INTRODUCTION: The CanMEDS framework describes seven roles in postgraduate training, but training and courses relevant to these roles can be limited. Massive open online courses (MOOCs) - free online courses in which anyone can participate, anywhere - may improve course participation. This study investigates the relevance of MOOCs for postgraduate medical training within the CanMEDS framework.
MATERIAL AND METHODS: We extracted a list of all courses posted by the two largest MOOC providers, Coursera and EdX, and reviewed all course descriptions and categorised each course into one of three categories--"relevant," "possibly relevant" or "not relevant"--reflecting the degree of relevance to each of the seven CanMEDS roles. We also noted course workload, duration and the name of the educational institution.
RESULTS: We agreed the most on the role of health advocate (Cronbach's α = 0.85) and the least on the role of collaborator (Cronbach's α = 0.46). After a consensus-building process, 165 courses were found to be relevant or possibly relevant, mostly to the roles as scholar (n = 75) and medical expert (n = 57). The courses had a median duration of seven weeks and a median weekly workload of 4.5 hours, and were predominantly from North American universities.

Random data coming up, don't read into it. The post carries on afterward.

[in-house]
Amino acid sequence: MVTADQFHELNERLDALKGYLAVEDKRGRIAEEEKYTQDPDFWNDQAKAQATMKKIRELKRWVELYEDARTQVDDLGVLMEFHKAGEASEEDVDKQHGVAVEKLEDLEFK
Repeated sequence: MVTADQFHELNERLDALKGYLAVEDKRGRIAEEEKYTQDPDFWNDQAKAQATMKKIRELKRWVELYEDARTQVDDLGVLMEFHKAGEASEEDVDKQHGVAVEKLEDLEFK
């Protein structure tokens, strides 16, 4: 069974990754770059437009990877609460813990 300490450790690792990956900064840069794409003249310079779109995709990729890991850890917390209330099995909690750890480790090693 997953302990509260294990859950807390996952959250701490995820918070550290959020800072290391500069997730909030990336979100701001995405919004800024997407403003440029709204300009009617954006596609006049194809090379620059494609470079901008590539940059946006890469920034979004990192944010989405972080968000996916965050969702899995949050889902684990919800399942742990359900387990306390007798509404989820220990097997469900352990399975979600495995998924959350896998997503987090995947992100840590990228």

CONCLUSION: A large number of MOOCs are relevant for postgraduate medical training. A weekly workload of 4.5 hours may enable course participation even for busy clinicians. Physicians should consider these free and universally available courses as relevant and potentially effective means of education.
FUNDING: not relevant.
TRIAL REGISTRATION: not relevant.
|Journal||Danish Medical Bulletin (Online)|
|Publication status||Published - Oct 2014|